Brownie’s: Revisited

In general aviation, there is, euphemistically, an item known as the $25 hamburger. With inflation and the increased price of avgas, it’s more appropriate to call it the $100 hamburger.

A decade or so ago, the place to fly for that hamburger, breakfast or one of the best BBQ sandwiches in the east central portion of Kansas was Brownie’s BBQ at K81, the Miami County Airport just outside of Paola, KS. It was a favorite spot for weekend fliers and every Saturday morning, the grass ramp next to Brownie’s would be covered, wing-tip to wing-tip with aircraft—spam-cans, bi-planes, homebuilts and ultra-lights. It was the place to go in eastern Kansas.

Yesterday, our church’s free clothing store, The Master’s Closet, was closed as it is every Holiday weekend. Joyce had the day off and after our daily walk, we took off to see what we could see. By mid-afternoon, we’d arrived in Paola.

It occurred to me that I hadn’t visited the airport in more than a decade. I soon discovered it is harder to find the airport from the ground than from the air. An additional hindrance is that Paola is not laid out in the usual checkerboard fashion. The street layout was not helpful. I remembered that the airport was situated on the south-western edge of town. Finding it was more adventurous.

After a bit of hunting and seeking I saw a row of t-hangers along the side of the highway. Memory has a tendency to morph over the years. I remembered the FBO and Brownie’s being next to the highway. Instead, it was a hundred yards off guarded by dual rows of newer hangers.

The BBQ was still there. We could smell the smoke as we turned off the highway but the sign no longer spelled Brownie’s. It now said We-B-Gone. The original Brownie’s was gone but the BBQ remained and was still a family-operated enterprise. It had not changed very much.

Brownie’s, as I remembered, was encircled with grass parking areas with tie-downs for visiting and overnight aircraft. The current BBQ now sported concrete instead of grass. The parking area remained but was paved instead of grass and the occasional mud puddles.

The last time I’d visited was with my wife and daughter sometime around 1994. My daughter was still in high school and we’d come down for some BBQ. The interior of Brownie’s had been covered with photos—some from WW II when the airport had been an auxiliary for the Olathe Naval Airstation. More photos of visiting aircraft lined the walls taken by Brownie and others to commemorate their visit.

Those old photos were mostly gone as I discovered on entry. The FBO on the left side of the building remained with its terminal to the FAA and weather services including a long table covered with old copies of Flying, Trade-a-Plane and Sport Aircraft scattered randomly along its length. A few chairs around the room completed the decor. The rest of the building contained the restaurant with checkered plastic covering the tables.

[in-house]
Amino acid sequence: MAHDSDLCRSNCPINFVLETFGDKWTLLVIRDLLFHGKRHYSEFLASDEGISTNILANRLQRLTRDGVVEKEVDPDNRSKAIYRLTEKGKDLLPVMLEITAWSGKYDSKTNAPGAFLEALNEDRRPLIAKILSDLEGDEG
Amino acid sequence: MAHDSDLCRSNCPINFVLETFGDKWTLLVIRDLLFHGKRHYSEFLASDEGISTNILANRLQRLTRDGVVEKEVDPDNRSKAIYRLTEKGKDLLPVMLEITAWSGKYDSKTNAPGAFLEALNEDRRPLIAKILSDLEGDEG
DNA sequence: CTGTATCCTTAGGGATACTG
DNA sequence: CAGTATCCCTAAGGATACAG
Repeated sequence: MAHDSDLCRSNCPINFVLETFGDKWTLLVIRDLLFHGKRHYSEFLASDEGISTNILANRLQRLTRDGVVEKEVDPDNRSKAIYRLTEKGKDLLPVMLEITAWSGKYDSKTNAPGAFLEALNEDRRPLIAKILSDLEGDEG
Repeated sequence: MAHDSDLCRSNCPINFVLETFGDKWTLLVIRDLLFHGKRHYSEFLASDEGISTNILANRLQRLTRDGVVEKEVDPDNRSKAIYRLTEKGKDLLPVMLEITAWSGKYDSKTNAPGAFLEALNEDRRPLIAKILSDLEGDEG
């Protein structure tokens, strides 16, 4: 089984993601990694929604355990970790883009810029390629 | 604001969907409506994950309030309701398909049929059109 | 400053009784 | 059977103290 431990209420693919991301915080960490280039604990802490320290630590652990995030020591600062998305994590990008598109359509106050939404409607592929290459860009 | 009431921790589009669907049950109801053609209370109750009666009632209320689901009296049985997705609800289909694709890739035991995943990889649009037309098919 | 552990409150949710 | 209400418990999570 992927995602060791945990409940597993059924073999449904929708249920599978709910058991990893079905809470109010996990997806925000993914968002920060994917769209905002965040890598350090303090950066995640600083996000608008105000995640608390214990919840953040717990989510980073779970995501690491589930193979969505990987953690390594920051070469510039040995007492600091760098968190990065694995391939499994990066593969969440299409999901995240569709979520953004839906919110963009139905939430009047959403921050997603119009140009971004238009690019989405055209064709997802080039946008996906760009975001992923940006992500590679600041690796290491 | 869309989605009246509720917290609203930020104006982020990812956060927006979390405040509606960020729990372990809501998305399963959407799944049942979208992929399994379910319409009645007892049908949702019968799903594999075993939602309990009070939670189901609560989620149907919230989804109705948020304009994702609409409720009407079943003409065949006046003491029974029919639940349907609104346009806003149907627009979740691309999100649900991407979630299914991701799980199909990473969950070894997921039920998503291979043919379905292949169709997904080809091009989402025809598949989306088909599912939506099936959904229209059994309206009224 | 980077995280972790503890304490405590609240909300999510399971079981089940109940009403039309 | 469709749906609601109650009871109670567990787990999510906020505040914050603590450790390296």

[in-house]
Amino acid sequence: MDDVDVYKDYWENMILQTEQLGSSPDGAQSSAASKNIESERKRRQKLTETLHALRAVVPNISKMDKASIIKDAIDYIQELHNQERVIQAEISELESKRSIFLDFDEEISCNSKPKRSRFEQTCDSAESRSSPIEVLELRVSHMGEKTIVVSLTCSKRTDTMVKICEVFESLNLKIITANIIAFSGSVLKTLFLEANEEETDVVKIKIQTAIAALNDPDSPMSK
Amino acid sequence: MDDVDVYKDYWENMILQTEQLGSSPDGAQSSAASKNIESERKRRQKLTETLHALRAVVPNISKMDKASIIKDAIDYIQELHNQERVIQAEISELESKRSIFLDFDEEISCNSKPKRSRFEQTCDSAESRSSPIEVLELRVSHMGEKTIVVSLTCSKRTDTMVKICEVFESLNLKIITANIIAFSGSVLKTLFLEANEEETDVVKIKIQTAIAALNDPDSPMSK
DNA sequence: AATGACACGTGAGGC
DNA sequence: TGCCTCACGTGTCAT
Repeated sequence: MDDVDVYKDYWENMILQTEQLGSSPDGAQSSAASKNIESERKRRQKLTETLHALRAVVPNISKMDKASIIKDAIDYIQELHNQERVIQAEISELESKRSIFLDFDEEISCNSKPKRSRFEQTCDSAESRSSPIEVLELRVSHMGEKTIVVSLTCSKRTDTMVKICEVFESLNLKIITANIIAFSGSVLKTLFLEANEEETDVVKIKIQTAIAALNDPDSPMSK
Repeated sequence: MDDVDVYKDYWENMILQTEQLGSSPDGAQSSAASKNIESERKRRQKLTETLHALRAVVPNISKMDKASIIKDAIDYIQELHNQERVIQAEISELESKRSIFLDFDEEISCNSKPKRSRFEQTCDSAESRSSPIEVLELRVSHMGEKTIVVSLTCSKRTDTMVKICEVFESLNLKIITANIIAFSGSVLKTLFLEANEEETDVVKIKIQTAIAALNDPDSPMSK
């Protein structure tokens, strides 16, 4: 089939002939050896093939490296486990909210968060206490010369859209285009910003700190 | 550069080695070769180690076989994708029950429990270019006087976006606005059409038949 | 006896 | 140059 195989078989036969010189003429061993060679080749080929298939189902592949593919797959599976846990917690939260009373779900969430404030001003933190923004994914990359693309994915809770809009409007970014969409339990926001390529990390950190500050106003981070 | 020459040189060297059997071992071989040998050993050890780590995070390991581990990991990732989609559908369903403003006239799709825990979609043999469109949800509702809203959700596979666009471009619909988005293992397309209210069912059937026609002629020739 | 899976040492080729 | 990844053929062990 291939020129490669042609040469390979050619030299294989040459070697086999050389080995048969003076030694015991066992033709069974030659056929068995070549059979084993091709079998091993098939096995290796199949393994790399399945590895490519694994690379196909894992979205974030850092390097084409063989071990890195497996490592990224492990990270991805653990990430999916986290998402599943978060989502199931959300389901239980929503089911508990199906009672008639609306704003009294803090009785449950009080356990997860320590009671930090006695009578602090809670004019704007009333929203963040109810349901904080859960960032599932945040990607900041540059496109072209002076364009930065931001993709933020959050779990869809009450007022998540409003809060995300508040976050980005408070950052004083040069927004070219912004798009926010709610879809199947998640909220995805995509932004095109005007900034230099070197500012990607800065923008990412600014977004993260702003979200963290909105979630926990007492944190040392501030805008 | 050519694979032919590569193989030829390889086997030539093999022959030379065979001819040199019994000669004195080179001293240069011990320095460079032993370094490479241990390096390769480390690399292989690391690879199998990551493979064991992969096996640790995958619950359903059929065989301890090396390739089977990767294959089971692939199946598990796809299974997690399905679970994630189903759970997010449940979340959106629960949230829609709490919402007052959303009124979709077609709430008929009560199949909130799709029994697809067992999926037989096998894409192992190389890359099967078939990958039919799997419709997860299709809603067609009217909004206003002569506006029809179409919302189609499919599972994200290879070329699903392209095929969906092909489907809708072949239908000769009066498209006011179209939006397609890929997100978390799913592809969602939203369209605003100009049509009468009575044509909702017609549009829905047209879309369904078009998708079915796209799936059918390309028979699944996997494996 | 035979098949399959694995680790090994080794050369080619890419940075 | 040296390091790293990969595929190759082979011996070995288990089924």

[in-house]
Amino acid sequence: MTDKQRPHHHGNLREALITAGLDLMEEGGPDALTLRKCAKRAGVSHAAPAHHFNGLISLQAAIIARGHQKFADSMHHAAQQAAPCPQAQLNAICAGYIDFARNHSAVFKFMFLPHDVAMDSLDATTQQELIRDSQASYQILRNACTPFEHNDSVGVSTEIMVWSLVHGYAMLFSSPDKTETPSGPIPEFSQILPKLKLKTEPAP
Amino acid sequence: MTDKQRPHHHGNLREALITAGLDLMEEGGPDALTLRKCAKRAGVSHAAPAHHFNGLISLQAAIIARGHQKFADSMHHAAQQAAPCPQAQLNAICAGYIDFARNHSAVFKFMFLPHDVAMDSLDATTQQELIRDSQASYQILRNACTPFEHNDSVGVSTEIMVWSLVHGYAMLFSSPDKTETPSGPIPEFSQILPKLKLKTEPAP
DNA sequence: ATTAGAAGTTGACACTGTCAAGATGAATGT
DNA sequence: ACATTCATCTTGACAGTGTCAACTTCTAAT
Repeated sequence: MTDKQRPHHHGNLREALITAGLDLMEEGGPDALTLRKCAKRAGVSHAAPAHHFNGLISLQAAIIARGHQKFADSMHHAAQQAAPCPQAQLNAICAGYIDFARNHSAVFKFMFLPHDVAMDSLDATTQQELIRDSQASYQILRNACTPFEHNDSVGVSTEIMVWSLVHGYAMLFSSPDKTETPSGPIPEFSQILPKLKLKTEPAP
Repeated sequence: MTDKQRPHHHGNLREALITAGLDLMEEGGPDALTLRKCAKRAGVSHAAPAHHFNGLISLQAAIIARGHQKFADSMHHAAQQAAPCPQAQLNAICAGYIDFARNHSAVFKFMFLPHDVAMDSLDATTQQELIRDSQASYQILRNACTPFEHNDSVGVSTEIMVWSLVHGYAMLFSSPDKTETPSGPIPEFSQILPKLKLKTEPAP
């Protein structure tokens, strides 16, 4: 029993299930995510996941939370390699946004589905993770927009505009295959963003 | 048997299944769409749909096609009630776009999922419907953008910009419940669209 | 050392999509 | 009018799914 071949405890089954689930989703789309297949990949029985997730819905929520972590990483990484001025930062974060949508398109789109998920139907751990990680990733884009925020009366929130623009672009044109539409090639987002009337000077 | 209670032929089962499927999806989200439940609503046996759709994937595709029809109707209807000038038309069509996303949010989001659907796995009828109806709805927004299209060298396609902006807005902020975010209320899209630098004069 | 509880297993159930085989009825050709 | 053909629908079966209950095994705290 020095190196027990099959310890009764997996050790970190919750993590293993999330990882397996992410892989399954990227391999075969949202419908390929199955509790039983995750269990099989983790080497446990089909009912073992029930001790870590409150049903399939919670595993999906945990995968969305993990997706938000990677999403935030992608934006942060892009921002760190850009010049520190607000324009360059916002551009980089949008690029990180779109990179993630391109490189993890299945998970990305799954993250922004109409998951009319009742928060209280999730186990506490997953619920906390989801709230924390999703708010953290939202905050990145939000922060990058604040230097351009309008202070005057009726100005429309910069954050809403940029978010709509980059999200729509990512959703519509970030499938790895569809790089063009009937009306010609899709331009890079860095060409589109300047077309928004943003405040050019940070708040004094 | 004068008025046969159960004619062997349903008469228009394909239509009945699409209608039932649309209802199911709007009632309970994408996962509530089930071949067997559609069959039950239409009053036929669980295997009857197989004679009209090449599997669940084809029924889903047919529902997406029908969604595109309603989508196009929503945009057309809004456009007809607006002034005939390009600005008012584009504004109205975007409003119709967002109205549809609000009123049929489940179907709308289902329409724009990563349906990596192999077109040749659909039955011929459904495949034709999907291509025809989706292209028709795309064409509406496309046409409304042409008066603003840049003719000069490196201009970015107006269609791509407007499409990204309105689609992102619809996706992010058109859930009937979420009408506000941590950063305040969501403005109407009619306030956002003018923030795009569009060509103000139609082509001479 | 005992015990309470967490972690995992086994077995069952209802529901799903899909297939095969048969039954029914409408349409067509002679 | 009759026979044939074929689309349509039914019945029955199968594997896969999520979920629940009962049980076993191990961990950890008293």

Most important of all, the BBQ was the same as I remembered. Joyce and I ordered a Beef ‘n Ham combo BBQ sandwich each. When it arrived, the stack of meat was over two inches thick. A couple of pickles accompanied the sandwiches and it was more than enough for a quick afternoon lunch.

The menu had been expanded from the traditional BBQ fare. Hamburgers and hot dogs were available for the kids and a new breakfast section had been added. The last time I flew to Brownie’s was with Charlie Craig on an early morning check flight. The breakfast menu had been limited to Fried Egg and Bacon sandwiches. Now it included various egg platters with Ham and Sausage along with Bacon. Pancakes were available as are Biscuits and Gravy and other traditional breakfast items.

I miss the old Brownies. It had an atmosphere as raw as post-WW2 aviation. But that century is gone and the new BBQ, We-B-Gone, will faithfully maintain the tradition.

2 thoughts on “Brownie’s: Revisited

  1. It's always good to learn of a place where one may eat and watch planes! When I was growing up, my father (an old B-29 pilot) was among the guys who started Executive Aircraft at the old Municipal Airport. I spent a lot of time there it seemed (and wasn't always thrilled about it then). A big treat was having lunch at the restaurant there that had a view of the runways. Those are fond memories! I have some old pics of my grandmother heading off to visit relatives in Phila.–dressed in a suit, hat, gloves–the whole she-bang. What would she think of today's passsengers in their jammies and flip-flops? But heck, she'd wear gloves when she'd go to Lee's Summit for groceries on Friday night! My first flight was a plot–on a typical Sunday drive we ended up at the old State Line airport and my father asked if I'd like to go for a ride (I think it was a little Cessna) and I didn't even think twice (I was six). My mother hated flying (!) and I surprised her by happily climbing in and going for a spin. At that age a little girl would never doubt the capabilities of her daddy–and I didn't know he'd been practicing to get his license. I figured everybody's dad knew how to fly!

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